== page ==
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Art Fair Outcasts

Artists on private property get the boot.

by Jan Schlain

From the July, 2019 issue

Bradley Cross has been selling his Harmony Hollow bells and wind spinners at the art fair since 1980. But, he says, "I don't have a booth space this year."

That's because he wasn't in one of the four "official" fairs. After a dozen years with the State Street fair, Cross moved to private property, in the front of what was then Matthew Hoffman's jewelry studio in Tower Plaza's retail space on Maynard St.

At the time, the Tower Plaza Condominium Association was renting their William St. frontage to Saguaro Plants. When their business dried up, they recommended the association bet on CrossUF. Since then, he and seven other artists that he recruited have sold there every year.

Cross didn't make a penny on it--the artists wrote their checks directly to the condo association--but he "ended up always having a location."

Tower Plaza was only one of many businesses that rented space in their driveways and parking lots to artists during the art fair. But last year, city council unanimously passed an ordinance banning property owners from renting sales space during the fair.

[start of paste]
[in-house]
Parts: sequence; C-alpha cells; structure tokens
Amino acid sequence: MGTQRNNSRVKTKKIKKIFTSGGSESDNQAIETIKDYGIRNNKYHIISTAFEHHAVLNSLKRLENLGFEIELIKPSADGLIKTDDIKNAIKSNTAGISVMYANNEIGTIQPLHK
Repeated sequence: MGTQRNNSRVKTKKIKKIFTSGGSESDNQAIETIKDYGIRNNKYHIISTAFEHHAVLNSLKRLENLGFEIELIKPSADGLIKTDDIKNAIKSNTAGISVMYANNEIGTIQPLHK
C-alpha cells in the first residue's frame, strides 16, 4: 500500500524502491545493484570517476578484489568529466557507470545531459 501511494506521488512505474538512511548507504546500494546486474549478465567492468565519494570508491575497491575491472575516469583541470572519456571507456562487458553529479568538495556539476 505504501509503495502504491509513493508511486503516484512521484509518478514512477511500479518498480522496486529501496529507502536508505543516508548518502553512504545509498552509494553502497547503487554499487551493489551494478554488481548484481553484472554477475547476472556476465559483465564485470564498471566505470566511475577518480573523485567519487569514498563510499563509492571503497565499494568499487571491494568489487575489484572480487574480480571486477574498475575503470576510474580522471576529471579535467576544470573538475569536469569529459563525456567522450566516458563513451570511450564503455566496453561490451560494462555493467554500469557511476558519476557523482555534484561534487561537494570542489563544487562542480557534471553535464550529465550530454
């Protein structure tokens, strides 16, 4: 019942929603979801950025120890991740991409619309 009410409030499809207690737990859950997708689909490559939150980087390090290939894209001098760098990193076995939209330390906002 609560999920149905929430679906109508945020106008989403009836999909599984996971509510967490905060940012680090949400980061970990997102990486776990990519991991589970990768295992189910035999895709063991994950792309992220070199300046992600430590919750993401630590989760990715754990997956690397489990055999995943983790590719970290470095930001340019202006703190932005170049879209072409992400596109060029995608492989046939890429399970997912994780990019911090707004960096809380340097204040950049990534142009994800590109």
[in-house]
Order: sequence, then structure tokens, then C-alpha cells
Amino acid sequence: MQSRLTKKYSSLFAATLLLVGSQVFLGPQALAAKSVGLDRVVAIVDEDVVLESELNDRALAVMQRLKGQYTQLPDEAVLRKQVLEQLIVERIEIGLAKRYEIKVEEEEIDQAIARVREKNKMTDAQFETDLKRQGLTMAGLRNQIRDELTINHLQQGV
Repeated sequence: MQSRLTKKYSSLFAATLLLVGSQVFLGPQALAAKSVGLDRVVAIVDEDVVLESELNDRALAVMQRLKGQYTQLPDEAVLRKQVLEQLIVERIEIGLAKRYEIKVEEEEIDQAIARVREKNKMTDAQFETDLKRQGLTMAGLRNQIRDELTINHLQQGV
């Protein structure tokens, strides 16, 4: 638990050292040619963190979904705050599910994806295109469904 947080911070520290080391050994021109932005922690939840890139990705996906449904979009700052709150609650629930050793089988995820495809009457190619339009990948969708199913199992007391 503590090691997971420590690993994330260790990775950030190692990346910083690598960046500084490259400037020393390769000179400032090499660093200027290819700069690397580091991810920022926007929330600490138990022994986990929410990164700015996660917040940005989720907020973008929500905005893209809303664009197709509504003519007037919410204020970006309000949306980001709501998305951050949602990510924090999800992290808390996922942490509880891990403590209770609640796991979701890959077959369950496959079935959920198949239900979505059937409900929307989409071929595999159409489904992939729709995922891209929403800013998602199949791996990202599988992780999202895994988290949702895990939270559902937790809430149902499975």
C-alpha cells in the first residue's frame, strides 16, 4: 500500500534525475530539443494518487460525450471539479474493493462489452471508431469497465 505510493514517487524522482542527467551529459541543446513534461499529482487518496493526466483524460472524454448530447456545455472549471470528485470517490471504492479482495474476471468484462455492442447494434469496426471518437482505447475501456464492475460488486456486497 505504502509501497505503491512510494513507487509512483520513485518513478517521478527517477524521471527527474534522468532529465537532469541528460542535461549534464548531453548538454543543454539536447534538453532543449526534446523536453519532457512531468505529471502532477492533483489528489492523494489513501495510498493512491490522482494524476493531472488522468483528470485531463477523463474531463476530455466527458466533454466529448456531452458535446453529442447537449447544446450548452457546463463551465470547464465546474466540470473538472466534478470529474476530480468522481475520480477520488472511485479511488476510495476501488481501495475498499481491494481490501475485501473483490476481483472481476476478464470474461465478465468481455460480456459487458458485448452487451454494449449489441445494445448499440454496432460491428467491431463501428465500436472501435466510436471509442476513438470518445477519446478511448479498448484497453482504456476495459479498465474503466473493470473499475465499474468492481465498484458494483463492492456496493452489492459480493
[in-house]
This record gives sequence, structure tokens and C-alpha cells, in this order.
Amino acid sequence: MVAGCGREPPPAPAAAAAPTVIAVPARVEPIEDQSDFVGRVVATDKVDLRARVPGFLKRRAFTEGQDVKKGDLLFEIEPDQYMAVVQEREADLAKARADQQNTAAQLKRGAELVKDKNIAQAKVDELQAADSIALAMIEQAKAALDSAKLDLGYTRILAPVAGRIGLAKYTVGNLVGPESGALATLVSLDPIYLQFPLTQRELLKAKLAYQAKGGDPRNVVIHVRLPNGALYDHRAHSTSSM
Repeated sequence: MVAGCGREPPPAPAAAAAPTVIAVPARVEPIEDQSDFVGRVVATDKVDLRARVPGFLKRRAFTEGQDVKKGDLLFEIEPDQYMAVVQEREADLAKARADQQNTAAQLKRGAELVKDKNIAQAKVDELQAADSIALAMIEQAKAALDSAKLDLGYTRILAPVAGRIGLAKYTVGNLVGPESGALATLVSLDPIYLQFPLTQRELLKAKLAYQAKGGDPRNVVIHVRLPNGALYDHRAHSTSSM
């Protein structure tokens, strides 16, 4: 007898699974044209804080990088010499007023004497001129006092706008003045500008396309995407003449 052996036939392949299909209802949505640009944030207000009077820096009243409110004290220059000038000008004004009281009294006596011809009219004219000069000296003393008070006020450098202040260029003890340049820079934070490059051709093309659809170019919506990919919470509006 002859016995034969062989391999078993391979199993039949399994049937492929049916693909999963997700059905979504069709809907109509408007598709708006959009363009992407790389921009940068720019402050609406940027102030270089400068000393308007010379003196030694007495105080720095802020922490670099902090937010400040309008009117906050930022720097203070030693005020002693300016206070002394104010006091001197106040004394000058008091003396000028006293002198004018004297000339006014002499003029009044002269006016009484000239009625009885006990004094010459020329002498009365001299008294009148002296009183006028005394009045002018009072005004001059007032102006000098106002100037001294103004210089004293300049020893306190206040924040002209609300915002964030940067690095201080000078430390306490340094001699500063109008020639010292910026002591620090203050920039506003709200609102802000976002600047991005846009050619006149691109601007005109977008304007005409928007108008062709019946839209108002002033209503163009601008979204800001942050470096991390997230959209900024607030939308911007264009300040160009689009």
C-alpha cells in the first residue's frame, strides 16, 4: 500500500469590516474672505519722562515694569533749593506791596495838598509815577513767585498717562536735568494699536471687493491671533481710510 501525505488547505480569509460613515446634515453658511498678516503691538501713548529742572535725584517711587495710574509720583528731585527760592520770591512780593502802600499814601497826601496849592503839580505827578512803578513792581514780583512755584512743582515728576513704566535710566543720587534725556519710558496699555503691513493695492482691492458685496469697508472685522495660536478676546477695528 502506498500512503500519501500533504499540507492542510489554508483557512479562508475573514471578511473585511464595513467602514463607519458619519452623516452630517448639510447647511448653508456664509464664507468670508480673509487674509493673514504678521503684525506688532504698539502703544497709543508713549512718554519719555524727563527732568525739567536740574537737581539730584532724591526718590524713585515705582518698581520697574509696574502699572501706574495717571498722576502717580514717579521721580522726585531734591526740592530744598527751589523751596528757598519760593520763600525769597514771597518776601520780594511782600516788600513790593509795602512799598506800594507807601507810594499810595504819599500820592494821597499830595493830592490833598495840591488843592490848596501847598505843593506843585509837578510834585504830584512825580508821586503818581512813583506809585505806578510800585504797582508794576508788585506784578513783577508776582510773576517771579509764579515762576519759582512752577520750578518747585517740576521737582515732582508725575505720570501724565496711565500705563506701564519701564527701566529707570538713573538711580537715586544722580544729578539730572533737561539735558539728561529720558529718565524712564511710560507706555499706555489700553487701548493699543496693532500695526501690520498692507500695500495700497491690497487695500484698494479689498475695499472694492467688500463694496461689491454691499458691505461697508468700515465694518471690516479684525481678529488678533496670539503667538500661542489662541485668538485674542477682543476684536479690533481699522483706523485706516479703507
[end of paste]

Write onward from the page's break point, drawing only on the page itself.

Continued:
Thayer Moran of Kramer-Triad, which manages Tower Plaza, confirms that there will be no sales this year on the condo's property. He says people at the city told him that "the art fair has been struggling and dwindling, and ... having trouble recruiting returning artists because of poor sales."

Though the city went through its normal process in adopting the ordinance, including a public hearing, Bart Loeb also was caught off guard by the change. He and his brother Mark run fairs around the Detroit area, and for years, he's sold spaces at Vahan's Clothing and Tailoring on Liberty. Three other neighboring businesses did the same. Loeb says he'll be fine, but feels bad for the owners: "they use the income--thousands of dollars--to pay their summer taxes."

"It was totally a city-driven decision," says Maureen Riley, executive director of the Ann Arbor Street Art Fair, the Original. But she says the official fairs are glad to see less competition for their artists. But it's not just that. "We pay a lot of money to the city" for services during art fair, she says. "They were not contributing. They are making money off of us."

Though Cross will miss this year's fair, he hopes to return in 2020. "I'll apply to one of the regular fairs."     (end of article)

[Originally published in July, 2019.]

 



 
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